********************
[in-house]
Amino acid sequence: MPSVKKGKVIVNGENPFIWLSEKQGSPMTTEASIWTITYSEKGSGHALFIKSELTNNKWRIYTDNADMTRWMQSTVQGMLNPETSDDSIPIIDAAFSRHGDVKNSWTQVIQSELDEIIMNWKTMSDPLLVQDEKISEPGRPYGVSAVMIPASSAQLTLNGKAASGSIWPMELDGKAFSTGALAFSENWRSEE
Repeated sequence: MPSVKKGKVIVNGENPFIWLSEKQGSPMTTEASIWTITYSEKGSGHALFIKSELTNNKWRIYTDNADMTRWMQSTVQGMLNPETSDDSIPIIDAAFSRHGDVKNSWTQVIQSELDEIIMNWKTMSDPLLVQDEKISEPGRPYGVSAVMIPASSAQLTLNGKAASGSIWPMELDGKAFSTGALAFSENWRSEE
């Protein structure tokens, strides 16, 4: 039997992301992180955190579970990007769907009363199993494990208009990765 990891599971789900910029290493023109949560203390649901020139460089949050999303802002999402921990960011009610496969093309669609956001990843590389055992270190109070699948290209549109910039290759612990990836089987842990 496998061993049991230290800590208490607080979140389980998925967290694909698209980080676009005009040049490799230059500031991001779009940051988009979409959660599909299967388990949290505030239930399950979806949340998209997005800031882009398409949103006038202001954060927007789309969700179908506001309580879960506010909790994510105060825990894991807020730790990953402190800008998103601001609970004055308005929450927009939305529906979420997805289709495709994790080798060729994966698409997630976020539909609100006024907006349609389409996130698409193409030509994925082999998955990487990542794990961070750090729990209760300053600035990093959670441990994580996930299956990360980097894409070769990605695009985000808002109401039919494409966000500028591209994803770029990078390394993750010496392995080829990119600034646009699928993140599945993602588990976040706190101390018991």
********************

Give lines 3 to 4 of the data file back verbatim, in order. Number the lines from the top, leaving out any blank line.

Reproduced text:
Repeated sequence: MPSVKKGKVIVNGENPFIWLSEKQGSPMTTEASIWTITYSEKGSGHALFIKSELTNNKWRIYTDNADMTRWMQSTVQGMLNPETSDDSIPIIDAAFSRHGDVKNSWTQVIQSELDEIIMNWKTMSDPLLVQDEKISEPGRPYGVSAVMIPASSAQLTLNGKAASGSIWPMELDGKAFSTGALAFSENWRSEE
């Protein structure tokens, strides 16, 4: 039997992301992180955190579970990007769907009363199993494990208009990765 990891599971789900910029290493023109949560203390649901020139460089949050999303802002999402921990960011009610496969093309669609956001990843590389055992270190109070699948290209549109910039290759612990990836089987842990 496998061993049991230290800590208490607080979140389980998925967290694909698209980080676009005009040049490799230059500031991001779009940051988009979409959660599909299967388990949290505030239930399950979806949340998209997005800031882009398409949103006038202001954060927007789309969700179908506001309580879960506010909790994510105060825990894991807020730790990953402190800008998103601001609970004055308005929450927009939305529906979420997805289709495709994790080798060729994966698409997630976020539909609100006024907006349609389409996130698409193409030509994925082999998955990487990542794990961070750090729990209760300053600035990093959670441990994580996930299956990360980097894409070769990605695009985000808002109401039919494409966000500028591209994803770029990078390394993750010496392995080829990119600034646009699928993140599945993602588990976040706190101390018991």